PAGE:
In Review: A Tree Grows in Brooklyn (1945) on DVD

by Christina Newland on 12/05/2014

a tree grows in brooklyn

Elia Kazan’s directorial debut A Tree Grows in Brooklyn (1945) tells the story of an Irish-Russian family living in the tenements of turn-of-the-century New York. Based on the bestselling novel by Betty Smith, the Oscar-winning family drama surrounds a young girl, Francie (Peggy Ann Garner), and her little brother, who flit around the city streets trying to help their put-upon mother, Katie (Dorothy McGuire). Kazan, co-founder of the Actor’s Studio and consummate actor’s director, draws unsurprisingly poignant performances from Garner and James Dunn. Dunn, as Francie’s father, is an ineffable dreamer and helpless lush, forever promising the world to his impoverished family. His fanciful talk and inability to pay the bills earns him the adulation of his young daughter, but the frustration of his pragmatic wife. A genuinely tragic figure, his kindness cannot rescue him from the depths of alcoholism.

Although set in Brooklyn 1912, Kazan’s unfaltering attention to behavioral tics ring true. There’s a moment where a pernickety visitor pours a large ration of the family’s milk into his coffee, and the children silently lean over to watch in dismay. Or the way a brassy Joan Blondell, the children’s Aunt Sissy, draws the eyes of every man she passes in the street, as if their heads were all being pulled by an invisible cord. This nuance is pure Kazan; note mother Katie’s steely pride, the way her spine straightens like a rod when a helpful policeman brings her drunken husband home. She politely ensures him the matter is none of his business; and even heavily pregnant, she scrubs the stairwells of her tenement block on her hands and knees – these people may be poor, but they are proud and thoroughly decent.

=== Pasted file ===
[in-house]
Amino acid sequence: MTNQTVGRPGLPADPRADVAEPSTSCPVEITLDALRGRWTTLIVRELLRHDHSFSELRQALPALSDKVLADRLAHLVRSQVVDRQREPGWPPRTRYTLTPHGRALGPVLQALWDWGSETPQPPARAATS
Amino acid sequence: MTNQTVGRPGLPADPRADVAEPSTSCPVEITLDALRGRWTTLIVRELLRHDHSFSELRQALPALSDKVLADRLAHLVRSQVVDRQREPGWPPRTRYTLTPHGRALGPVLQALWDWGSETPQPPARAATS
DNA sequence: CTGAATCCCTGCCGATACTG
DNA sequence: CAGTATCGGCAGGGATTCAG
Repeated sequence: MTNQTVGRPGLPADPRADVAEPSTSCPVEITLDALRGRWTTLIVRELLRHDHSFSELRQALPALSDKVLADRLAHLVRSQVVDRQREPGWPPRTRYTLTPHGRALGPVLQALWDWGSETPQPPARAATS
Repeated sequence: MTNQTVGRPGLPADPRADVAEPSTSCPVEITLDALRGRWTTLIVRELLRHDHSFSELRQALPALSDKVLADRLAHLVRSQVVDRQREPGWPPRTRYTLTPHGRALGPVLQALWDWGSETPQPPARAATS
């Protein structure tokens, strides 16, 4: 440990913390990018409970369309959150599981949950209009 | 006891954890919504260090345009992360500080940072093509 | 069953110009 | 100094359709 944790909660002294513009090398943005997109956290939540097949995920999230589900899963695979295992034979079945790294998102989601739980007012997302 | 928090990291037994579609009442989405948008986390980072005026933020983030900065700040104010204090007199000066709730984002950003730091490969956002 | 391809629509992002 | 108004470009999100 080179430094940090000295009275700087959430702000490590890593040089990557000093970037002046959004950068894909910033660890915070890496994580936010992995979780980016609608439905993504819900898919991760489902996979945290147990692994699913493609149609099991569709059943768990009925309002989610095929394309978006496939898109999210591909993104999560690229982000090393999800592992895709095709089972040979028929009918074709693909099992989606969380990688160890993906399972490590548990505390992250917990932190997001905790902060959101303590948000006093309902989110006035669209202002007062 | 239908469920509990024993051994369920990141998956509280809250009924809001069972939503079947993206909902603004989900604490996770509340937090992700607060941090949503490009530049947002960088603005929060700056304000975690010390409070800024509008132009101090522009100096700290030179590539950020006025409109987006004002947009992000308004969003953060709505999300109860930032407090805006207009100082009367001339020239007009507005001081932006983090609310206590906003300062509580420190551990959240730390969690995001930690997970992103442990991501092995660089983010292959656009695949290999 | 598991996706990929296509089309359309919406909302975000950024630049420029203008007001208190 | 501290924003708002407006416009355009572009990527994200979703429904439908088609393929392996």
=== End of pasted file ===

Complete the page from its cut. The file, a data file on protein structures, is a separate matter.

A Tree Grows in Brooklyn, while not quite hinting at the dizzying heights the legendary director would later climb, is a deeply compassionate and honest film, made up of both sentiment and social realism. Kazan – the child of Greek immigrants himself – charts the ambitions of bettering oneself, and particularly improving the lot of one’s children. The heartbreaking scenes between father and daughter are written and performed in a way that earns one’s empathy rather than demanding it; the sweetly hopeful expression on 13-year-old Francie’s face is an image that will linger. This tearjerking ode to the promise of rising above one’s circumstances is a fine example of the psychologically complex and emotionally rich work Kazan would continue to master.

Extras: The disc from Simply Media is scant on extras, but the company specialises in distributing good, clean transfers of difficult-to-find classical Hollywood films, and for that one is always thankful.

Christina has awarded A Tree Grows in Brooklyn (1945) on DVD four Torches of Truth


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